Enterprise Security Weekly #51
Recorded on June 29, 2017 at G-Unit Studios in Rhode Island!
- Microsoft confirms its buying Israeli cloud-monitoring startup Cloudyn - The Cloudyn solution will be incorporated into Microsoft’s product portfolio — offering customers the industry’s broadest set of multi-cloud management, security and governance solutions
- Carbon Black Threat Research Technical Analysis: Petya / NotPetya Ransomware - Carbon Black - On June 27, public announcements were made about a large-scale campaign of ransomware attacks across Europe. The ransomware impacted notable industries such as Maersk, the world’s largest container shipping company. The initial infection vector appears to be the exploitation of a Ukrainian tax software called MEDoc. The sample also spreads on the internal network via exploitation of the EternalBlue SMB vulnerability, PsExec, WMI, and Admin$ shares.
- Press Release: New Research Shows Cybersecurity Battleground Shifting to Linux and Web Servers - Linux malware is on the rise, making up 36 percent of the top malware detected in Q1. The increased presence of Linux/Exploit, Linux/Downloader and Linux/Flooder combined to illustrate attackers’ increased focus on Linux servers and IoT devices. Users should protect IoT products and Linux servers from the internet with layered defenses. - Legacy antivirus (AV) continues to miss new malware – at a higher rate. In fact, AV solutions missed 38 percent of the total threats WatchGuard caught in Q1, compared to 30 percent in Q4 2016. The growing number of new or zero day malware now evading traditional AV highlights the weaknesses of signature-based detection solutions and the need for services that can detect and deter advanced persistent threats. - The cybersecurity battleground is shifting toward web servers. Last quarter, drive-by downloads and browser-based attacks were predominant. In Q1, 82 percent of the top network attacks targeted web servers
- Office 365 Security Use Case #1 for a CASB: Managing External Sharing - Users can share files via Office 365 in three ways: 1) by inviting a user by the recipient’s email, 2) by sending a link, or 3) by configuring the sharing policy to make a document publicly available and searchable. Analyzing the sharing permissions of files in the cloud, Skyhigh has found 28.3% of files are shared with email domains associated with business partners. However, another 6.2% are shared with personal email domains (e.g. gmail.com, yahoo.com)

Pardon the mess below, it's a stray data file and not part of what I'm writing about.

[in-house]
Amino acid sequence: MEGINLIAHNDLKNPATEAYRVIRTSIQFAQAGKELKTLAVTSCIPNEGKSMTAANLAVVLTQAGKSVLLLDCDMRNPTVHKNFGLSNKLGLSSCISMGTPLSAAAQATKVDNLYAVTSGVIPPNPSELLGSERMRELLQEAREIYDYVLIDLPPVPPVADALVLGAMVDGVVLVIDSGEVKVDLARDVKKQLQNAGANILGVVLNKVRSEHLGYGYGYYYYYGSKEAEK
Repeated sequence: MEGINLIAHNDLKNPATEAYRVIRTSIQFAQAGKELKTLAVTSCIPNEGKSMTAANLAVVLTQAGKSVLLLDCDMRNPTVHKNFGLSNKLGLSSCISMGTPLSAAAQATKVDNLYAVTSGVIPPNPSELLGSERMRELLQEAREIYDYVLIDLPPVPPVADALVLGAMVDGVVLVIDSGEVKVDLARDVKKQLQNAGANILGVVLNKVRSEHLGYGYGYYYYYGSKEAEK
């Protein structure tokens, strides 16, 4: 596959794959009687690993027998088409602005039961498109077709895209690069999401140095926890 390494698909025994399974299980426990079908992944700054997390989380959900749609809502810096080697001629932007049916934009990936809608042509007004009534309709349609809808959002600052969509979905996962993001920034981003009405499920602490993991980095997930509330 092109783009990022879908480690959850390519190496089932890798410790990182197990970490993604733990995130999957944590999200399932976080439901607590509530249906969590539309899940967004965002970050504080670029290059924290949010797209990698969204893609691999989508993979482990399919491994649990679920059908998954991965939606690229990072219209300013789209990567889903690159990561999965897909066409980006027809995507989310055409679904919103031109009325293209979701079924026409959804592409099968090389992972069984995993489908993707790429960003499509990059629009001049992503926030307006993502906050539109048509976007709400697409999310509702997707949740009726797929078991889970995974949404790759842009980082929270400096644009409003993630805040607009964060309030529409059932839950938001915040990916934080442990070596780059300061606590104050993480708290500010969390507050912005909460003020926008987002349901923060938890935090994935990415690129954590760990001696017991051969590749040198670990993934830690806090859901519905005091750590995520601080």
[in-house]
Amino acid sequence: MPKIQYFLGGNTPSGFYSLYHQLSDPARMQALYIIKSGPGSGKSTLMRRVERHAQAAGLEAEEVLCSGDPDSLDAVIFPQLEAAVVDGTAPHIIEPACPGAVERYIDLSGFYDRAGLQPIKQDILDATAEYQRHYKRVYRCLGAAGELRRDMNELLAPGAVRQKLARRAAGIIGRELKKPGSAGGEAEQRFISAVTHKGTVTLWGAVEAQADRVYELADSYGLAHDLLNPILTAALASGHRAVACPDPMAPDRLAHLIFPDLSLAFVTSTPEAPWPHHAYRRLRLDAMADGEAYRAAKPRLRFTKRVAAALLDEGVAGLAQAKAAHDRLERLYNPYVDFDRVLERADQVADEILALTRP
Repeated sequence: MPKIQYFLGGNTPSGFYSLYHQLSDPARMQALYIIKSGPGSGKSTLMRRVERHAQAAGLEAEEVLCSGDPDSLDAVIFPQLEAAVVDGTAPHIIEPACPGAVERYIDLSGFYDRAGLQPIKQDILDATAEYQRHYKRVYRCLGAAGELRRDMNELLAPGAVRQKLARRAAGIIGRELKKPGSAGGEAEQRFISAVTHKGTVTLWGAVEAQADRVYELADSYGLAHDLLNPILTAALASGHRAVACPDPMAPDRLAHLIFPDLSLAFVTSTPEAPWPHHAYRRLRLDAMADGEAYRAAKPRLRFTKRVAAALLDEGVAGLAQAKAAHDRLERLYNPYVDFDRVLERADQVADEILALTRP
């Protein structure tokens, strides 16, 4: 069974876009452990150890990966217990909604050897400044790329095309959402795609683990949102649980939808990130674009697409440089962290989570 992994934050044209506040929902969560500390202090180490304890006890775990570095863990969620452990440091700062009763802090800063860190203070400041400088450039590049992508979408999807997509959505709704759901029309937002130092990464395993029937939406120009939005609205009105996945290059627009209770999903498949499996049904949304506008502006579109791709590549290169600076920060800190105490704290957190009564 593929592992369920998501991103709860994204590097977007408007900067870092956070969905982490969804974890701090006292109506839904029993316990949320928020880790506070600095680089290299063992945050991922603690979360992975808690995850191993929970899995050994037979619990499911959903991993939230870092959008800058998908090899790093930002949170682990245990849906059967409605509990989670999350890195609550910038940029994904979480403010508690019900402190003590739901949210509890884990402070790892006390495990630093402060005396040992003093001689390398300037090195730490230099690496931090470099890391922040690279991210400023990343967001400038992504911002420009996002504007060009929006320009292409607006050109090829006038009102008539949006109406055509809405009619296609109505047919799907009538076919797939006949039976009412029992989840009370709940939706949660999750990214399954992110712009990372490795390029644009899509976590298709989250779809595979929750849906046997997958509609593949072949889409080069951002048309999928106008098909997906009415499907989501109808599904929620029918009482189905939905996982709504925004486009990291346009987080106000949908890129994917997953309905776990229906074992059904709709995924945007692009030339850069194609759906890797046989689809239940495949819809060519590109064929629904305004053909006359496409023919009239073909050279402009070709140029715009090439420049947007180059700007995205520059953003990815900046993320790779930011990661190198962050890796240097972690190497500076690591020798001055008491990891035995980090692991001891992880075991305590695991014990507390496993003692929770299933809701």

- It Only Takes One Compromised Account or Vulnerability to Cause a Data Breach - Even one stolen account can lead to a disaster—ask anyone who’s had their identity stolen. In a corporate setting, it only takes one password, particularly if it belongs to a privileged user, to start an attack sequence that can lead to the capture of thousands or even millions of user accounts and records. With access to just one device, hackers can plant ransomware, keyloggers, botnets, worms, or many other varieties of malicious code.
- Opinion: 4 Reasons Why Organizations Cant Just Patch - If the system isn’t under your control, you can’t update it. The issue is widespread, especially among organizations below the security poverty line, but it applies just as much to financial trading terminals and banks as it does to the network run by a centralized higher education system. Voiding the warranty and licensing terms by doing your own patching is not an option for most enterprises, even assuming you know how to do it...Organizational constraints, particularly in the public sector. Taxpayers aren’t going to pay to update hardware and software that are working just fine....“Built to last” directly conflicts with “update early and often.” When you’re paying millions of dollars for an MRI machine and suite, you expect it to last for decades, and indeed it was built for that purpose. The idea of changing it by updating the software on a weekly or monthly basis was unthinkable...Any system with external, highly entangled dependencies will take longer to update — even years, as integration testing, certifications, regulatory alignment in multiple countries, and staged deployment must all be carefully scheduled.